Laughter is the Best Medicine

Humor and Social Commentary in Donald Glover’s Atlanta

you Atlanta is a thoughtful masterpiece like
the show’s executive producer writer and actor Donald Glover Atlanta never
commits to one approach to entertain its audience within its first 10 episode
season the show is filled with dramatic Erik tur development social commentary a
look into the modern music industry as well as plenty of laughs Atlanta is the
perfect project for all the talents of lever has been developing and while it
would normally be considered suicide for a show to be so multifaceted and
abstract the FX series pulls it off by framing a cohesive narrative within the
situational humor present within each episode Atlanta was conceived from a
widespread misunderstanding of black culture in America Donald Glover shared
in an interview that he wanted to show white people they didn’t know everything
about being black the episodes cover a range of topics from the tolerance of
sexual identity to the appropriation of black culture and the one-size-fits-all
labels that are placed on rappers it confronts the hyperbole of common
depictions of prison and selling drugs music and the Internet age that we live
in showing the people in systems for what they truly are there is so much
social commentary to be gleaned from the show but that isn’t the show’s purpose
in a different interview Donald Glover said the number one thing we kept coming
back to was that it needs to be funny first and foremost I never wanted this
to be important while Glover has made this claim it’s tough to refute how the
show is rife with set pieces depicting socially charged topics of discussion
while the show is certainly funny it has so much to say
from satirical scenarios like transracial identity to social mobility
there are certain social truths that come in the form of uncomfortable stings
throughout each episode though they are typically sandwiched between more
lighthearted moments it feels like a pretty strange mix after finishing the
first season I debated over and over again exactly what the show set out to
do how can a TV show be so funny but so sad
at the same time how do you engage in audience in laughter and sorrow
simultaneously comedy is a funny thing it’s so ingrained into our humanity that
it can be difficult to understand just what makes something funny there are
plenty of researchers that have published theories regarding this but I
think the most comprehensive theory is the benign violation Theory authored by
Peter McGraw a psychology professor and founder of the humor Research Lab the
benign violation Theory compiles a lot of common thought about humor and wraps
it up into a simple Venn diagram McGraw developed this theory by travelling the
world to form humor parallels from culture to culture but on violation
theory proposes that humor occurs when three conditions are satisfied
number one the given situation is a violation of what the audience feels is
normal number two the situation is benign not causing any
immediate harm or hurt number three both perceptions occur simultaneously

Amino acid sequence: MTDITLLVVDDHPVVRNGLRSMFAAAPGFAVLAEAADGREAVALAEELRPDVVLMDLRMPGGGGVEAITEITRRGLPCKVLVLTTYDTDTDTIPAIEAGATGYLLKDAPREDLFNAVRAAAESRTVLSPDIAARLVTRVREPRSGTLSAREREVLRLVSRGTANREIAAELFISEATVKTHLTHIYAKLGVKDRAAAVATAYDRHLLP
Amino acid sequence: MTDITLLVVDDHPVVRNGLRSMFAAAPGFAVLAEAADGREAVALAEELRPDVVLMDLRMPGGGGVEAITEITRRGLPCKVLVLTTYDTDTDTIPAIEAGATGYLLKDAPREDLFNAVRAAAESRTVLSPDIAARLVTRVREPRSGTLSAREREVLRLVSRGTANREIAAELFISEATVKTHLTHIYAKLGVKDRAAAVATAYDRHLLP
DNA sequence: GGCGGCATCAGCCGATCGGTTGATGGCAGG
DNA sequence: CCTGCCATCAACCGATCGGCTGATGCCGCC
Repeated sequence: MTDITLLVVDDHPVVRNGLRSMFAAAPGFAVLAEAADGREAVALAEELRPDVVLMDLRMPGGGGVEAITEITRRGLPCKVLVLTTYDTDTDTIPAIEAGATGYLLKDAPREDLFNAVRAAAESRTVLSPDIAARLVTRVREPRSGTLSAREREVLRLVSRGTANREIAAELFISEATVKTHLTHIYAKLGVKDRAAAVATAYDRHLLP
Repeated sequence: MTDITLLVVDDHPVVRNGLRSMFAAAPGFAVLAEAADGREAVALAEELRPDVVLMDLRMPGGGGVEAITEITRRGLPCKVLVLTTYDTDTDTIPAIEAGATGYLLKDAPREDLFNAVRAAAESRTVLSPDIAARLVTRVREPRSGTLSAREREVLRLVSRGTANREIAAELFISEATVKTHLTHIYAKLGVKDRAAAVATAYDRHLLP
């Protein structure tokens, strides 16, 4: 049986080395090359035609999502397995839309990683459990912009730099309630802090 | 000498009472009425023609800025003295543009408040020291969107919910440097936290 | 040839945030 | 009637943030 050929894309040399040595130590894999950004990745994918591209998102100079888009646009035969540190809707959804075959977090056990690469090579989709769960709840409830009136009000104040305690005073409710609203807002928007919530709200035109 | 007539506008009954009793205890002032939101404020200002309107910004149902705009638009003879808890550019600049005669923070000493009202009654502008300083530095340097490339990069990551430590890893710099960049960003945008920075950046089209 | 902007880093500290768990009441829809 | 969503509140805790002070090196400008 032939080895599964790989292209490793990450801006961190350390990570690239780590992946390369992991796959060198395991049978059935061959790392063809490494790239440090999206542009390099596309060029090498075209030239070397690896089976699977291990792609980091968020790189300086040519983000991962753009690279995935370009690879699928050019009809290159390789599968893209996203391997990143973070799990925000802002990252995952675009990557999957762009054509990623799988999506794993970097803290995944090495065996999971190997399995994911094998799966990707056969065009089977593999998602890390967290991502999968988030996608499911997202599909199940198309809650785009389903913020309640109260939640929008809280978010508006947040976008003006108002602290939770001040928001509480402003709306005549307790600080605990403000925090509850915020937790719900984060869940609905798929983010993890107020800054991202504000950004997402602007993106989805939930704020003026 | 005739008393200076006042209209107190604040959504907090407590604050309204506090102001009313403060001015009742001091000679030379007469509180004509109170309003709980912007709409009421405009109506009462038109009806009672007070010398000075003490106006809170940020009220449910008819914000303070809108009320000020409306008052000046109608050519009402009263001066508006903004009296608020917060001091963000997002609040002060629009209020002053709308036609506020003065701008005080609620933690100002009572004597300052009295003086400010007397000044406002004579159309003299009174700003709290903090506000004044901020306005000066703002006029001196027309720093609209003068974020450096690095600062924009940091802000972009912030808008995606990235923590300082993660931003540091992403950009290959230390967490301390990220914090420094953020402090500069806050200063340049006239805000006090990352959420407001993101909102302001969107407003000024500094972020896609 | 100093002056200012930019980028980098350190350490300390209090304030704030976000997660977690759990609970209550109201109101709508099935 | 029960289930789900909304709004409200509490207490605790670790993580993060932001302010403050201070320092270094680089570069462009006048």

McGraw writes the easiest way to explain this is with tickling when you’re
tickling someone it produces a playful laughter because the danger you pose is
benign but it is a form of assault that is outside of norm
psychologists theorized this is part of our development as children to learn to
defend ourselves from play fighting and tickling other examples of the benign
violation theory can be found all throughout comedy take louis c.k for
example his comedy is very much steeped in social violations but he jokes in a
way that doesn’t feel too soon or too personal take a look at this bit now
this is a big place is about 2,500 people here and
that’s a lot of people that’s enough people to be like a sample of the
population there’s enough people here to say that within two months at least one
of you will die I think it’s probably accurate to say that out of any random
group of 2,500 people not all you are gonna make it Louie is creating a
violent perception by claiming that at least one person will die by Christmas
but the joke is benign because everybody is assuming that it won’t be them the
joke lands that because these two perceptions come together at once what
if someone had a heart attack in the audience shortly before the show however
I know fat chance but humor me for a moment if someone had been taken away by
an ambulance in the audience shortly prior to the joke landing it would not
have been as funny to the audience because it would have been too soon too
insensitive let’s think about a different problem on the other side of
the diagram what if the joke didn’t have the edgy danger of death in it with the
joke have landed as well if you were saying that one person was going to get
the cold before Christmas I wouldn’t think so there would have been no
violation of norms the joke would have had no punchline no stakes both
components are important even if some comedy leans one way or the other like I
said before Louie certainly leans into the social violation side of the theory
but he is a master of delivering his comedy in a benign fashion that’s how
he’s able to retain an audience while he is talking about touchy subjects like
race and the grudges that he holds against children like Louis CK’s work
Atlanta masterfully presents a mix of benign in violating scenarios to create